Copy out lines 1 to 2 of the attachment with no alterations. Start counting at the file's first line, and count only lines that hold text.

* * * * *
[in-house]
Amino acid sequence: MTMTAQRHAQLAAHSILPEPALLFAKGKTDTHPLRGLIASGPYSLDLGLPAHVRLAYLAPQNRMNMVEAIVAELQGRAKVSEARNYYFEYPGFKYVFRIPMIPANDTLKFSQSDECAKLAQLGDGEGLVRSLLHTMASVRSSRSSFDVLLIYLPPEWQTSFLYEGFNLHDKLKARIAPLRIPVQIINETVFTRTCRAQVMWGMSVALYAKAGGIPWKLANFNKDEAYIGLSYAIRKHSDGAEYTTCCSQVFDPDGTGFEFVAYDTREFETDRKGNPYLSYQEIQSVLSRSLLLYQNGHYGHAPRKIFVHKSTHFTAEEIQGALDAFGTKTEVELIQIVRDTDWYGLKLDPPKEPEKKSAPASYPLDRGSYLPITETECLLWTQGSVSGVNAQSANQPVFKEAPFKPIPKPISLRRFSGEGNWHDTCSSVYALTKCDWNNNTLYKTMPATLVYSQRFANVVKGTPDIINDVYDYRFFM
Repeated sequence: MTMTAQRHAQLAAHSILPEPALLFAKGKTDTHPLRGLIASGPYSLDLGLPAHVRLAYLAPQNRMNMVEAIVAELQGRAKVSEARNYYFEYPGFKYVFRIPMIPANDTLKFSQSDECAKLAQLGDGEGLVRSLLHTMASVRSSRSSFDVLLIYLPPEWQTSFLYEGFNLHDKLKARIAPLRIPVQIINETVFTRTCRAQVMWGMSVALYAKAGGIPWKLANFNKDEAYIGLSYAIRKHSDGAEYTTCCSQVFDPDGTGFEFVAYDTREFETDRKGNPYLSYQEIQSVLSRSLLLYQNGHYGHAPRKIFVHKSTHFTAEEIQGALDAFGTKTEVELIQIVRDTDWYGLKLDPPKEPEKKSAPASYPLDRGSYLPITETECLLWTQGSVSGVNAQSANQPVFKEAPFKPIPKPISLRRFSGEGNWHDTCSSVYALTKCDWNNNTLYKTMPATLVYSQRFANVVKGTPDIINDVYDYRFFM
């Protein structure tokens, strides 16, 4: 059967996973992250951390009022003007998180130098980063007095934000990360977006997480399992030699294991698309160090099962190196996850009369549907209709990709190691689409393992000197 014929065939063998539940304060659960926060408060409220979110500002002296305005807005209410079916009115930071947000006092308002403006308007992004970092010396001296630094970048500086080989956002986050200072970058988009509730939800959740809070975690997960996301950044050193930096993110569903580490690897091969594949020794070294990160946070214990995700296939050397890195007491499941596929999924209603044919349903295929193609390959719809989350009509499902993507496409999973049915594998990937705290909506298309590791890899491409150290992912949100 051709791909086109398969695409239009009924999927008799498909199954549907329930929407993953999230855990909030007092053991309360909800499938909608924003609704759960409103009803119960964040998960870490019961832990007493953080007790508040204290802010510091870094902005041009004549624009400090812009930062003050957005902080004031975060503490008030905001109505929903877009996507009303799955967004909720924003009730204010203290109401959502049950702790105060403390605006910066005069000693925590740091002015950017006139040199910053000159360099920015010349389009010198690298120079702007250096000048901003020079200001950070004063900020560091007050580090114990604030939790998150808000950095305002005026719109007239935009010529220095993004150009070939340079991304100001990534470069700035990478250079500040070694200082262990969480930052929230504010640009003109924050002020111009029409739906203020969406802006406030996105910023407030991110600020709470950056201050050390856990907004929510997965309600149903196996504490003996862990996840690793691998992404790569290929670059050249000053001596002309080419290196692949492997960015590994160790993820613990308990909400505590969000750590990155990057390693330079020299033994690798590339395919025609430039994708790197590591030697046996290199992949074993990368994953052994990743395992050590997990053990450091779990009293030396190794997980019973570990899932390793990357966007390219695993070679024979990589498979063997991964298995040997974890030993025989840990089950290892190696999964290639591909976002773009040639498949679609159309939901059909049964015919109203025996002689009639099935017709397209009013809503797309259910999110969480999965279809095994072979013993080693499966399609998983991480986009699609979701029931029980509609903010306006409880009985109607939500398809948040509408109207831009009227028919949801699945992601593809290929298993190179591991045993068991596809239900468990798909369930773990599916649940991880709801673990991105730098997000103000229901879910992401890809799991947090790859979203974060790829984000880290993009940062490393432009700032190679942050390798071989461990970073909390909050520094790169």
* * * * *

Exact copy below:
[in-house]
Amino acid sequence: MTMTAQRHAQLAAHSILPEPALLFAKGKTDTHPLRGLIASGPYSLDLGLPAHVRLAYLAPQNRMNMVEAIVAELQGRAKVSEARNYYFEYPGFKYVFRIPMIPANDTLKFSQSDECAKLAQLGDGEGLVRSLLHTMASVRSSRSSFDVLLIYLPPEWQTSFLYEGFNLHDKLKARIAPLRIPVQIINETVFTRTCRAQVMWGMSVALYAKAGGIPWKLANFNKDEAYIGLSYAIRKHSDGAEYTTCCSQVFDPDGTGFEFVAYDTREFETDRKGNPYLSYQEIQSVLSRSLLLYQNGHYGHAPRKIFVHKSTHFTAEEIQGALDAFGTKTEVELIQIVRDTDWYGLKLDPPKEPEKKSAPASYPLDRGSYLPITETECLLWTQGSVSGVNAQSANQPVFKEAPFKPIPKPISLRRFSGEGNWHDTCSSVYALTKCDWNNNTLYKTMPATLVYSQRFANVVKGTPDIINDVYDYRFFM